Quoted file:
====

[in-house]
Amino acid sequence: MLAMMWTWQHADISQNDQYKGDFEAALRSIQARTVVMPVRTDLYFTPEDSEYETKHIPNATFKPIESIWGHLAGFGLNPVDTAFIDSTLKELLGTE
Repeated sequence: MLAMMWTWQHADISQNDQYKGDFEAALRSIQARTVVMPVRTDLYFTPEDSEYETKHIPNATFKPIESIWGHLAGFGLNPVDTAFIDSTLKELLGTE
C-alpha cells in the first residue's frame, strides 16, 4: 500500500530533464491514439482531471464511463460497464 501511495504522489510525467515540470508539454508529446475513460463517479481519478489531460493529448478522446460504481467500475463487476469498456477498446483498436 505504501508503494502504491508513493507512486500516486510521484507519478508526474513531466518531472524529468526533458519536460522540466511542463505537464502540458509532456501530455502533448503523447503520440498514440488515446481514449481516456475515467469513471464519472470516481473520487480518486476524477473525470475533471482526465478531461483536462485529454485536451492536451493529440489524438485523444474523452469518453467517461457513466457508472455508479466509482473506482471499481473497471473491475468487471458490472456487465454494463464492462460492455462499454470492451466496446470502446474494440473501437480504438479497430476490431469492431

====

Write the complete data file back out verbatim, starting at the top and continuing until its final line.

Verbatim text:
[in-house]
Amino acid sequence: MLAMMWTWQHADISQNDQYKGDFEAALRSIQARTVVMPVRTDLYFTPEDSEYETKHIPNATFKPIESIWGHLAGFGLNPVDTAFIDSTLKELLGTE
Repeated sequence: MLAMMWTWQHADISQNDQYKGDFEAALRSIQARTVVMPVRTDLYFTPEDSEYETKHIPNATFKPIESIWGHLAGFGLNPVDTAFIDSTLKELLGTE
C-alpha cells in the first residue's frame, strides 16, 4: 500500500530533464491514439482531471464511463460497464 501511495504522489510525467515540470508539454508529446475513460463517479481519478489531460493529448478522446460504481467500475463487476469498456477498446483498436 505504501508503494502504491508513493507512486500516486510521484507519478508526474513531466518531472524529468526533458519536460522540466511542463505537464502540458509532456501530455502533448503523447503520440498514440488515446481514449481516456475515467469513471464519472470516481473520487480518486476524477473525470475533471482526465478531461483536462485529454485536451492536451493529440489524438485523444474523452469518453467517461457513466457508472455508479466509482473506482471499481473497471473491475468487471458490472456487465454494463464492462460492455462499454470492451466496446470502446474494440473501437480504438479497430476490431469492431